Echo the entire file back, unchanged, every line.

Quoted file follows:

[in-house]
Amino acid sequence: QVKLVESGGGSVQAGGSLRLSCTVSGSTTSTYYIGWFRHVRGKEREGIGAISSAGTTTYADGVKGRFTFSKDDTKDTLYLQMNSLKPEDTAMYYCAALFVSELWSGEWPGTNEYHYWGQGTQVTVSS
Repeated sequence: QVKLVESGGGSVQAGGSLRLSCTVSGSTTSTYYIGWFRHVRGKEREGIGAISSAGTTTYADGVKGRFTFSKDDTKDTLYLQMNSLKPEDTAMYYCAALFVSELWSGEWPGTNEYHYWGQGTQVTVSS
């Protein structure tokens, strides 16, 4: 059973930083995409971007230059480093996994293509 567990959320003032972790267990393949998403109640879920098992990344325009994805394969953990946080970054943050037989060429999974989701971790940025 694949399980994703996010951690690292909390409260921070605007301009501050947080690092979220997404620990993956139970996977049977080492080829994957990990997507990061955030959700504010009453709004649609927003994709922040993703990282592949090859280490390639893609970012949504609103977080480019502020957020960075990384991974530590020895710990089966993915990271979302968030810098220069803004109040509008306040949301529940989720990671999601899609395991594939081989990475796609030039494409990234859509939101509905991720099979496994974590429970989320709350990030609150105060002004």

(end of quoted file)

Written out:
[in-house]
Amino acid sequence: QVKLVESGGGSVQAGGSLRLSCTVSGSTTSTYYIGWFRHVRGKEREGIGAISSAGTTTYADGVKGRFTFSKDDTKDTLYLQMNSLKPEDTAMYYCAALFVSELWSGEWPGTNEYHYWGQGTQVTVSS
Repeated sequence: QVKLVESGGGSVQAGGSLRLSCTVSGSTTSTYYIGWFRHVRGKEREGIGAISSAGTTTYADGVKGRFTFSKDDTKDTLYLQMNSLKPEDTAMYYCAALFVSELWSGEWPGTNEYHYWGQGTQVTVSS
């Protein structure tokens, strides 16, 4: 059973930083995409971007230059480093996994293509 567990959320003032972790267990393949998403109640879920098992990344325009994805394969953990946080970054943050037989060429999974989701971790940025 694949399980994703996010951690690292909390409260921070605007301009501050947080690092979220997404620990993956139970996977049977080492080829994957990990997507990061955030959700504010009453709004649609927003994709922040993703990282592949090859280490390639893609970012949504609103977080480019502020957020960075990384991974530590020895710990089966993915990271979302968030810098220069803004109040509008306040949301529940989720990671999601899609395991594939081989990475796609030039494409990234859509939101509905991720099979496994974590429970989320709350990030609150105060002004």